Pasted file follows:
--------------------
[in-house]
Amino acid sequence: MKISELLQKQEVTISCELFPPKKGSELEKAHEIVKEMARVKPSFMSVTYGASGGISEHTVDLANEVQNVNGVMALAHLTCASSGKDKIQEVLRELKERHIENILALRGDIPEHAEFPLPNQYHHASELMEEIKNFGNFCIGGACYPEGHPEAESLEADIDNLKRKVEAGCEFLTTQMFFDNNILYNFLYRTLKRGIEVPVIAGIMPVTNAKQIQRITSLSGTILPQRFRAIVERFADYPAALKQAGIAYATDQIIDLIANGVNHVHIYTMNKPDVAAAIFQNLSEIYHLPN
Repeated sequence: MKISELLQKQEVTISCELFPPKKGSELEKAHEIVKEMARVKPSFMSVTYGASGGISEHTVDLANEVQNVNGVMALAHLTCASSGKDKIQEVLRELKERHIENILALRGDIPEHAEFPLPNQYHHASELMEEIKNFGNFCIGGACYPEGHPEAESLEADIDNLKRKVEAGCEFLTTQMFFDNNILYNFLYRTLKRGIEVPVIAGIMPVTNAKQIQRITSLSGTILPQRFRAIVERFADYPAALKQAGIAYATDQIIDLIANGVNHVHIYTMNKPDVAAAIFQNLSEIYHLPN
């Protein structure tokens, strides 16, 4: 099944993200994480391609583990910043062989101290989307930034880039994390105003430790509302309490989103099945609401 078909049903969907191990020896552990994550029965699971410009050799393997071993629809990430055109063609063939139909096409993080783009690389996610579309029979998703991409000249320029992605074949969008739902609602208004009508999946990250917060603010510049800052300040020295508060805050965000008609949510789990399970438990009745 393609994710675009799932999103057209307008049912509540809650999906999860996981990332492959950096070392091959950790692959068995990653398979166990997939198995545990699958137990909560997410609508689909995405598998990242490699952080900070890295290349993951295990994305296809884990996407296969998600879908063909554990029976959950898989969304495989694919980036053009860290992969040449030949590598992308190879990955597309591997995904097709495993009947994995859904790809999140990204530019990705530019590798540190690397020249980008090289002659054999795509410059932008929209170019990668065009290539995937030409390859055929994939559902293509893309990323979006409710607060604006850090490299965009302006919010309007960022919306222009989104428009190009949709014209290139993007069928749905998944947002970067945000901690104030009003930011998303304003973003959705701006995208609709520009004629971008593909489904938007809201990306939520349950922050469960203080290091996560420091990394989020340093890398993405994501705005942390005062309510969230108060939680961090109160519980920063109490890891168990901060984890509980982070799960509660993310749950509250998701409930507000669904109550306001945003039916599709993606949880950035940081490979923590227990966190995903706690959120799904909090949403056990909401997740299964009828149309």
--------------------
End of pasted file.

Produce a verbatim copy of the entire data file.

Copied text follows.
[in-house]
Amino acid sequence: MKISELLQKQEVTISCELFPPKKGSELEKAHEIVKEMARVKPSFMSVTYGASGGISEHTVDLANEVQNVNGVMALAHLTCASSGKDKIQEVLRELKERHIENILALRGDIPEHAEFPLPNQYHHASELMEEIKNFGNFCIGGACYPEGHPEAESLEADIDNLKRKVEAGCEFLTTQMFFDNNILYNFLYRTLKRGIEVPVIAGIMPVTNAKQIQRITSLSGTILPQRFRAIVERFADYPAALKQAGIAYATDQIIDLIANGVNHVHIYTMNKPDVAAAIFQNLSEIYHLPN
Repeated sequence: MKISELLQKQEVTISCELFPPKKGSELEKAHEIVKEMARVKPSFMSVTYGASGGISEHTVDLANEVQNVNGVMALAHLTCASSGKDKIQEVLRELKERHIENILALRGDIPEHAEFPLPNQYHHASELMEEIKNFGNFCIGGACYPEGHPEAESLEADIDNLKRKVEAGCEFLTTQMFFDNNILYNFLYRTLKRGIEVPVIAGIMPVTNAKQIQRITSLSGTILPQRFRAIVERFADYPAALKQAGIAYATDQIIDLIANGVNHVHIYTMNKPDVAAAIFQNLSEIYHLPN
């Protein structure tokens, strides 16, 4: 099944993200994480391609583990910043062989101290989307930034880039994390105003430790509302309490989103099945609401 078909049903969907191990020896552990994550029965699971410009050799393997071993629809990430055109063609063939139909096409993080783009690389996610579309029979998703991409000249320029992605074949969008739902609602208004009508999946990250917060603010510049800052300040020295508060805050965000008609949510789990399970438990009745 393609994710675009799932999103057209307008049912509540809650999906999860996981990332492959950096070392091959950790692959068995990653398979166990997939198995545990699958137990909560997410609508689909995405598998990242490699952080900070890295290349993951295990994305296809884990996407296969998600879908063909554990029976959950898989969304495989694919980036053009860290992969040449030949590598992308190879990955597309591997995904097709495993009947994995859904790809999140990204530019990705530019590798540190690397020249980008090289002659054999795509410059932008929209170019990668065009290539995937030409390859055929994939559902293509893309990323979006409710607060604006850090490299965009302006919010309007960022919306222009989104428009190009949709014209290139993007069928749905998944947002970067945000901690104030009003930011998303304003973003959705701006995208609709520009004629971008593909489904938007809201990306939520349950922050469960203080290091996560420091990394989020340093890398993405994501705005942390005062309510969230108060939680961090109160519980920063109490890891168990901060984890509980982070799960509660993310749950509250998701409930507000669904109550306001945003039916599709993606949880950035940081490979923590227990966190995903706690959120799904909090949403056990909401997740299964009828149309």